A senior employee with Ginnie Springs, who did not wish to be identified, said there is no problem with the water conditions in the area. Ben Harris, former park manager for the Suwannee River Wilderness Trail, agrees.

“The water is better than it’s ever been,” he said. Harris said he believes that the springs and rivers all throughout North Florida have been improving.

“The state has made a concerted effort to make sure there is no pollution,” he said.
Harris said lower water levels are caused by a recent drought and fluctuate with the weather.

The big picture

High Springs is just one place that has capitalized on water tourism. There are many other similar towns that benefit from Florida’s scenic rivers and springs.

In its 2011 annual report on the economic impact of springs in the state, the Florida Park Service looked at the direct economic impact of Florida’s springs from 2009 to 2010. It gathered this information by studying how much money tourists spent in nearby areas while visiting the springs.

Blue Springs, near DeLand, Fla., brought nearly $20 million into  surrounding areas.

Ichetucknee Springs, northwest of Fort White, Fla., attracted over $7 million dollars into its local economy.

According to the report, the top 15 most popular springs in Florida had a combined economic impact of $114 million that fiscal year.

Happy campers

Jeff Reeves, a diver originally from Michigan, has no complaints about the water at Ginnie Springs. He has been cave diving in Florida since 1991 but only moved to the state five years ago.

‘The diving brought me here,” he said.

He suits up near a spring known as The Devil’s Eye. Reeves said the water looked just as good as it always has.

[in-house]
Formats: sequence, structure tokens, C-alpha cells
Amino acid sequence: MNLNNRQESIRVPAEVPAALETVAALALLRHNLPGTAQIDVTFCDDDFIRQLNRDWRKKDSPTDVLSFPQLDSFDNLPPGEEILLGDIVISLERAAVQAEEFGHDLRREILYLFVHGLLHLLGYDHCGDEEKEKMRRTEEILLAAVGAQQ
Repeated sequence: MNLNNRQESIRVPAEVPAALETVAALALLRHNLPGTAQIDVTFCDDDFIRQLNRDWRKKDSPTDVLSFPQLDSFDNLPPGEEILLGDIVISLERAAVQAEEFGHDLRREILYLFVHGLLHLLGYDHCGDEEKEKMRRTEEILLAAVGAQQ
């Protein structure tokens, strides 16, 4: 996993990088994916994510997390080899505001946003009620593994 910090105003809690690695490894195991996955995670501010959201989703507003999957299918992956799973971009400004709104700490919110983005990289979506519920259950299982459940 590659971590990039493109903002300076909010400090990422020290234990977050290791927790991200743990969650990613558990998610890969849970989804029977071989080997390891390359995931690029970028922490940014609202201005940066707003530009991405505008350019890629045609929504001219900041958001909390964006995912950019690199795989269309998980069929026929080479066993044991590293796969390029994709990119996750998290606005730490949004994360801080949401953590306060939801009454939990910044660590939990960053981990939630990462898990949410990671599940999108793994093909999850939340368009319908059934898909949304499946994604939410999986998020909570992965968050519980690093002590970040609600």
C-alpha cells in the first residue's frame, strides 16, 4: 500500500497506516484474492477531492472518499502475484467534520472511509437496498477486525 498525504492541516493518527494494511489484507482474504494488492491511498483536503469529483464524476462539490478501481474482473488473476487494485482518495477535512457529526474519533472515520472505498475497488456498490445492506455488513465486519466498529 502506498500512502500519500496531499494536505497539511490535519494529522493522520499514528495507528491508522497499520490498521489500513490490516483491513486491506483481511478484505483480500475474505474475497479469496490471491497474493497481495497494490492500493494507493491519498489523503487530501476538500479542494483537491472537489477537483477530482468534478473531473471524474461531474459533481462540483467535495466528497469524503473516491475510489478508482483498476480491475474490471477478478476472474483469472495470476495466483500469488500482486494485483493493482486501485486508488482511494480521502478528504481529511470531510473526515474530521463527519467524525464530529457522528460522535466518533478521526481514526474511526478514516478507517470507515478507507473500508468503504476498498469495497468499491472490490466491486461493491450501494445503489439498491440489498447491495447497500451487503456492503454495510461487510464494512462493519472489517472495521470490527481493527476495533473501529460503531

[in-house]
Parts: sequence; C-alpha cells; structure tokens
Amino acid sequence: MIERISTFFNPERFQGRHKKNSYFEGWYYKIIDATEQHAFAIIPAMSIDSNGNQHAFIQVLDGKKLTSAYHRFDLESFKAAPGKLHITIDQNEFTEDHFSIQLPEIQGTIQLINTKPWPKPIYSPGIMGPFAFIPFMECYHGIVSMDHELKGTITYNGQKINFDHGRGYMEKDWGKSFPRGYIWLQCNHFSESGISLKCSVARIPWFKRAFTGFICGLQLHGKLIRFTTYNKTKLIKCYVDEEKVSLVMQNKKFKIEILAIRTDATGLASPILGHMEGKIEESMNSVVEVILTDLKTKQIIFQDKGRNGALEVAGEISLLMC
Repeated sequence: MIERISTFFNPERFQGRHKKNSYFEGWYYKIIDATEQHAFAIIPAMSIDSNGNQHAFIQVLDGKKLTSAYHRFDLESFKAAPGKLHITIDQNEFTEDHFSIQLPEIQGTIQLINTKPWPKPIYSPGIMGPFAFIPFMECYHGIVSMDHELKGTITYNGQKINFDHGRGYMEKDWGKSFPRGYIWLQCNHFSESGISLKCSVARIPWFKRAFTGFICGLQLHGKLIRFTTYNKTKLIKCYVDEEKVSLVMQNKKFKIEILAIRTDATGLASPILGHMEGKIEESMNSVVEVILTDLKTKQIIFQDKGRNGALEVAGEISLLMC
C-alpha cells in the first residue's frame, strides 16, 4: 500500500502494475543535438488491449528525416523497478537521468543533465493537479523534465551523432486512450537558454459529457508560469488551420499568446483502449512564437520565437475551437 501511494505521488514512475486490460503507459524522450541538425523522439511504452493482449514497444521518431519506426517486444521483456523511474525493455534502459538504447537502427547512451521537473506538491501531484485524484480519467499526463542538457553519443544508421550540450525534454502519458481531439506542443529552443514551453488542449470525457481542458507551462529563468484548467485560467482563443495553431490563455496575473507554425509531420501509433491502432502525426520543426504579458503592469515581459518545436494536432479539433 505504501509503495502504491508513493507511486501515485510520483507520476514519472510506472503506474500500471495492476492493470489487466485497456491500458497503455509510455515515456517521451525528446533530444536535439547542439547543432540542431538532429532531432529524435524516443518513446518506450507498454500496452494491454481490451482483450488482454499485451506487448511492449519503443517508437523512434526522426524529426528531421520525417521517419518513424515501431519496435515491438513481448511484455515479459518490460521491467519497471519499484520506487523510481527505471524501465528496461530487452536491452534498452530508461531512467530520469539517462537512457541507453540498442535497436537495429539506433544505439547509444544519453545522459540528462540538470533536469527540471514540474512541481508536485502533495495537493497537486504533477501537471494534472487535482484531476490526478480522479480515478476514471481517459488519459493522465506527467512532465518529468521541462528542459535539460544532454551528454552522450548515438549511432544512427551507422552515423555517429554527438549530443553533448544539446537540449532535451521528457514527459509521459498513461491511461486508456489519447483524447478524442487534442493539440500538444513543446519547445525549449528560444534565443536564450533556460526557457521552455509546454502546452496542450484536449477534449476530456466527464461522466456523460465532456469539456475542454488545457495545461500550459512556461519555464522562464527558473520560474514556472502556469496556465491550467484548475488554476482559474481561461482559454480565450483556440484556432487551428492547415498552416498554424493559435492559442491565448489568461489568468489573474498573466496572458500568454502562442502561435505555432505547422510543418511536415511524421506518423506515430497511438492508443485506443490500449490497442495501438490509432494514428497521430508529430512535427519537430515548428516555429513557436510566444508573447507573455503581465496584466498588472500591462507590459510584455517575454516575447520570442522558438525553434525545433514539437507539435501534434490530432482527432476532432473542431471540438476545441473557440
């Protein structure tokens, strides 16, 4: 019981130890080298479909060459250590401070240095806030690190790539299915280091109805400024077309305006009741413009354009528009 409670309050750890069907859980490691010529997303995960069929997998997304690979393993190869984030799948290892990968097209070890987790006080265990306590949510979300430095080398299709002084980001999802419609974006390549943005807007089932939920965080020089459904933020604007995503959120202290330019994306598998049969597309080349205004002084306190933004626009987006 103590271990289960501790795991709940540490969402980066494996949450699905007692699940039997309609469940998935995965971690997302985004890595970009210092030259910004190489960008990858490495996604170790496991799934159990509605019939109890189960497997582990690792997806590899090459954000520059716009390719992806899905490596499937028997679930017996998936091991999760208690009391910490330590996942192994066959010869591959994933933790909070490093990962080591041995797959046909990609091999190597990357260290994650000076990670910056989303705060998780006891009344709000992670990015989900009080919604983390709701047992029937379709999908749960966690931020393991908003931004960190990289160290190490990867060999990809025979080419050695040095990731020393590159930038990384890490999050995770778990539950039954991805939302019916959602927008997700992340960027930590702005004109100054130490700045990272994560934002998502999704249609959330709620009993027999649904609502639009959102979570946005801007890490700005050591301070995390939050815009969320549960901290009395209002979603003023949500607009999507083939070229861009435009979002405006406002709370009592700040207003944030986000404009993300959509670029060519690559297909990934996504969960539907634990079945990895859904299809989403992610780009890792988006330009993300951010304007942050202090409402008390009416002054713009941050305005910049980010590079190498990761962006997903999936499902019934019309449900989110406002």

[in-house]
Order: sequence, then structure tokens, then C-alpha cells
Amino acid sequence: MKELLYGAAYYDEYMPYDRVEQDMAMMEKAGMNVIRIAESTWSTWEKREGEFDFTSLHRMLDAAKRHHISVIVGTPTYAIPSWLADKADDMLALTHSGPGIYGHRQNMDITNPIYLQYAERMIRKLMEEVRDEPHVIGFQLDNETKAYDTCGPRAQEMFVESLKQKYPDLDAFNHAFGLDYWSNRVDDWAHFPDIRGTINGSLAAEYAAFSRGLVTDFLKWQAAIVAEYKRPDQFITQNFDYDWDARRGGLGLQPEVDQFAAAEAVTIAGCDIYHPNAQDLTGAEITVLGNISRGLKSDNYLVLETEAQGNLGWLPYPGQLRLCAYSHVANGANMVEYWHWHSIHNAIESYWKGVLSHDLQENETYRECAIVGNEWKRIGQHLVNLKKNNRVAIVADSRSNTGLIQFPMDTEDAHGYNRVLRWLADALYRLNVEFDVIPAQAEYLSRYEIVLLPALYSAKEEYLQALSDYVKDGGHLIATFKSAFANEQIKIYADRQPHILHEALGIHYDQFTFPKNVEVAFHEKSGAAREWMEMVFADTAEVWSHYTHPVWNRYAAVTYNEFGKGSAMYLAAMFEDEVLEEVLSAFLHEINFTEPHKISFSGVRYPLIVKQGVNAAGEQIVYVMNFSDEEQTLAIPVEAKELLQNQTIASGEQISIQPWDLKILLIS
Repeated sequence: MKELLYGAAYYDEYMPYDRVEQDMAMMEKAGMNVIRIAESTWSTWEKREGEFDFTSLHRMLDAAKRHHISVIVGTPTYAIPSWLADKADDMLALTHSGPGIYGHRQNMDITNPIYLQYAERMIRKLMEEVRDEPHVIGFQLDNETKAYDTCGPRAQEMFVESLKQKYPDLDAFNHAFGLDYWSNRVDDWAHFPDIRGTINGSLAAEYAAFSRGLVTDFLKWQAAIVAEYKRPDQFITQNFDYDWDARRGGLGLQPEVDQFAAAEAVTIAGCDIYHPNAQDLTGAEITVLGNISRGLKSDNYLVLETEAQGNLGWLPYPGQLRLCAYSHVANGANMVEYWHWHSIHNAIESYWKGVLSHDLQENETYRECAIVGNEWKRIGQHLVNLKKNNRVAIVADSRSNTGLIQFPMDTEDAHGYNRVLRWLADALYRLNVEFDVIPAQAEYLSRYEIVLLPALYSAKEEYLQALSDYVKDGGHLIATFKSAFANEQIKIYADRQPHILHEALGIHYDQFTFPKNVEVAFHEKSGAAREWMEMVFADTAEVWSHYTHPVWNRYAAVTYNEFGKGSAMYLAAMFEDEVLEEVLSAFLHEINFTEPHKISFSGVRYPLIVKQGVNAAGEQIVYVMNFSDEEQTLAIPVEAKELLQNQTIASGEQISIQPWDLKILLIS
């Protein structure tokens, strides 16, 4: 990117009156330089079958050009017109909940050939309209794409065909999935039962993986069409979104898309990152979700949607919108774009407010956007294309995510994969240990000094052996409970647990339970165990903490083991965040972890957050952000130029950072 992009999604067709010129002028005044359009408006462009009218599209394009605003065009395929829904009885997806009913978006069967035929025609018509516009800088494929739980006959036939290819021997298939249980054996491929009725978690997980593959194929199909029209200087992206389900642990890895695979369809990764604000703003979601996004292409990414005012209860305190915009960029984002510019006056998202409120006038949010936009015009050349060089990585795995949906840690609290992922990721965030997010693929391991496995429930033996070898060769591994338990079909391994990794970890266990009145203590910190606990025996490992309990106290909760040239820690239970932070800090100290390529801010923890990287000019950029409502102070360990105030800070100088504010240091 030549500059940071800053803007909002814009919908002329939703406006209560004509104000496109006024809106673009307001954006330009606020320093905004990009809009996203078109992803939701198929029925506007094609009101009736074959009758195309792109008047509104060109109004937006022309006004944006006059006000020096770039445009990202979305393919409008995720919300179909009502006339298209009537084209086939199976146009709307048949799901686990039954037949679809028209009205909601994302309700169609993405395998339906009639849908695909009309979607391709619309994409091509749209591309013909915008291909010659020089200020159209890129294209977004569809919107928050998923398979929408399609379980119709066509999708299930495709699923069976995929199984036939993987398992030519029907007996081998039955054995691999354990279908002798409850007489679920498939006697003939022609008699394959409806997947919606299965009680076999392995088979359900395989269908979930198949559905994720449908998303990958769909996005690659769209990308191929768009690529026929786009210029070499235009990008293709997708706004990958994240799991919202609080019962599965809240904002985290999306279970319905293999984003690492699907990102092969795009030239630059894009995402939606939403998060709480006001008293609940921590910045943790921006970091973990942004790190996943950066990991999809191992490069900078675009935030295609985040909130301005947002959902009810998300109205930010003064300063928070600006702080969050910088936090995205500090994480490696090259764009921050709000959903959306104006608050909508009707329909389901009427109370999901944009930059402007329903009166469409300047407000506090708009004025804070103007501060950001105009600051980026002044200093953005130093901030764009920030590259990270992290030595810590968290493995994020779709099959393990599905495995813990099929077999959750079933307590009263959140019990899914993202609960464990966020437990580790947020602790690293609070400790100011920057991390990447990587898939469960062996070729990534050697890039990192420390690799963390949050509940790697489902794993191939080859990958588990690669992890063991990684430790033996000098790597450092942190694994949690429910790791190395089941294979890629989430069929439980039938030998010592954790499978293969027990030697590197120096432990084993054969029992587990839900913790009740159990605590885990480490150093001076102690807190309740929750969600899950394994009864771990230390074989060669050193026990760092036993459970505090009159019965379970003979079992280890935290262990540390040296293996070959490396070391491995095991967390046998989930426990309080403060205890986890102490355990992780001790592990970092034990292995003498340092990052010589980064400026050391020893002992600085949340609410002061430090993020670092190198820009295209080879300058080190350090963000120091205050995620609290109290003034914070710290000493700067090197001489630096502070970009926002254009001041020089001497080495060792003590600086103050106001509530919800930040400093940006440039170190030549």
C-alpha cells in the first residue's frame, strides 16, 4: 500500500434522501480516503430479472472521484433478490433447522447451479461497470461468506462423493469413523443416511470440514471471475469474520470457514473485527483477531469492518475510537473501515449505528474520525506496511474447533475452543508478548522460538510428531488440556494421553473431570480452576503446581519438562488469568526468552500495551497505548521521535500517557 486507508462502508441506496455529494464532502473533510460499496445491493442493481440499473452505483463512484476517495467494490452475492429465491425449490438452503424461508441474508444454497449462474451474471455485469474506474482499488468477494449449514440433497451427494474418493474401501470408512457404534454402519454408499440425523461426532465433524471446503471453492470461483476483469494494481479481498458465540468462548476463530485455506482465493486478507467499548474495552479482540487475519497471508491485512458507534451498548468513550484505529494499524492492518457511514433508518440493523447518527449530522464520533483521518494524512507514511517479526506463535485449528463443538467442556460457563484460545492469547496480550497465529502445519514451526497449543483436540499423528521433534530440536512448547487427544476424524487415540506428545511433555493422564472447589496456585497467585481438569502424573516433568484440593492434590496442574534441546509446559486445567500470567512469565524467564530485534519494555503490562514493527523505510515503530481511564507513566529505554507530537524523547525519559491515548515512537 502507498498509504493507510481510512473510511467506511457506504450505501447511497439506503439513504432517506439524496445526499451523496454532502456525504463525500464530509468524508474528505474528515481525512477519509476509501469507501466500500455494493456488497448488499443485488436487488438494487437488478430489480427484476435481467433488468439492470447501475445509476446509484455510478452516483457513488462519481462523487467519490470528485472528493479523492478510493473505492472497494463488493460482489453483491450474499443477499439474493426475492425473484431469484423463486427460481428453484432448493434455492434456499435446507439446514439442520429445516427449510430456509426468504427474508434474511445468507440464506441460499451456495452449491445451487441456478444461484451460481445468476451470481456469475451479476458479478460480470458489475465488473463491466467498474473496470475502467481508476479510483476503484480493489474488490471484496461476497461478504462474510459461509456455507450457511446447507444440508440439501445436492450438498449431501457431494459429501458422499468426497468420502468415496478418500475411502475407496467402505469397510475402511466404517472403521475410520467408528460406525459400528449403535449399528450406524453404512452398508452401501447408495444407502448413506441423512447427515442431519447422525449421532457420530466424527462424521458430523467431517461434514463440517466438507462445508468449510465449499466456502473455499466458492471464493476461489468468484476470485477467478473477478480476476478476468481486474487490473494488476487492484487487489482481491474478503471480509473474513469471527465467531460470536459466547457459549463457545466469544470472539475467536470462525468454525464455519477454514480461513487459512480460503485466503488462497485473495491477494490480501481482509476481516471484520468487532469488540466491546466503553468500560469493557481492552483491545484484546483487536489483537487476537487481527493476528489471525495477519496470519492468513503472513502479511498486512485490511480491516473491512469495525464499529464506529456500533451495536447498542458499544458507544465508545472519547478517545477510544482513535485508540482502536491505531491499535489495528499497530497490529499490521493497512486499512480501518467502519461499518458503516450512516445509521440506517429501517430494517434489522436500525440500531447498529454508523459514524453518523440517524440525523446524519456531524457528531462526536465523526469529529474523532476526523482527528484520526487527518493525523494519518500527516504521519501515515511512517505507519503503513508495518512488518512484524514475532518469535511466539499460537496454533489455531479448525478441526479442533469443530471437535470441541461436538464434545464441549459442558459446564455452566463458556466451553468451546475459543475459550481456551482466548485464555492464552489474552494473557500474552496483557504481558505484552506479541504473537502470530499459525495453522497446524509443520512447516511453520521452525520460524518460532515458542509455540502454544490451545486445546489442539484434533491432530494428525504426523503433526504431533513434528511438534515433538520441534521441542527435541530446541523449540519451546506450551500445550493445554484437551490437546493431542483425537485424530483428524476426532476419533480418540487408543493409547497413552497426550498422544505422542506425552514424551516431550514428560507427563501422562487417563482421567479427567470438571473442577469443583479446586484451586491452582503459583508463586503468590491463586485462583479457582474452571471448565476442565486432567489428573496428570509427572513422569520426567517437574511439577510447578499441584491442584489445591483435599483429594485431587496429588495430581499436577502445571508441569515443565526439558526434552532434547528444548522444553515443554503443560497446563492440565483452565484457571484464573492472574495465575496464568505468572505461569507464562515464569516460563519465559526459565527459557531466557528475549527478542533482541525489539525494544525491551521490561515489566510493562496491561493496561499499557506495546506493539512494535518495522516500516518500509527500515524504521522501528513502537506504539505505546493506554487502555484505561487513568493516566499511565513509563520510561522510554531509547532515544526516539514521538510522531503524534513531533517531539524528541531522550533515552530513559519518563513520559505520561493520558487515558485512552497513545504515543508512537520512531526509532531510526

“This is one of my favorite spots.”

The Contamination Complication

Mark and Annette Long have lived in Florida for most of their lives and lately they’ve noticed something wrong with the local waterways.

“The water is covered in algae and it doesn’t have a whole lot of flow,” said Mark. “The spring basins aren’t what they used to be.”

Mark is a Florida native and Annette  moved to the state about 30 years ago.  They said they began noticing problems with the water in Florida about 10 years ago.

Alarmed by this observation, the couple who live in Chiefland,  became activists for water issues in their area. They started Save Our Suwannee, which engages in a number of activities from educating the public to lobbying local governments. Of major concern to them is nitrate pollution.

Nitrates (NO−3), or nitric acids, are chemicals commonly found in fertilizers and waste.

Paul Chadik, a University of Florida professor of environmental engineering sciences, said nitrates are a nutrient for the development of algae growth, causing harmful algal blooms. This process is known as cultural eutrophication.

Chadik said that when the algal cells start decaying, the bacteria that catalyze the process absorb large amounts of oxygen from the water.

“Other aquatic life that needs the oxygen can’t get it,” he said. The aquatic ecosystem would be damaged, he said.

A 2008 Florida Department of Environmental Protection study reported that nitrate pollution in both surface and groundwater has increased by a factor of two or three over the last 20 years.

According to the study, about 30 years ago, nitrate levels in Florida’s water were about 0.2 mg/L. Now, the average is about 1.0 mg/L.

The Longs both said they were very concerned over the amount of nitrates finding its way into the water.

Severe environmental degradation can occur at 0.4 mg/L, said Annette, who serves as president of Save Our Suwannee. That’s the general scientific consensus among the experts she has spoken with.

“It causes algae to bloom once it’s exposed to the sun,” she said. The algae overgrowth then “smothers out the healthy aquatic vegetation.”

The maximum contaminant level (MCL), a standard set by the Environmental Protection Agency, allows 10.0 mg/L of nitrates.

Annette also said nitrates pose a threat to the humans drinking the water.

“There are even studies that indicate a level of 1.5 (mg/L) causes bladder cancer.”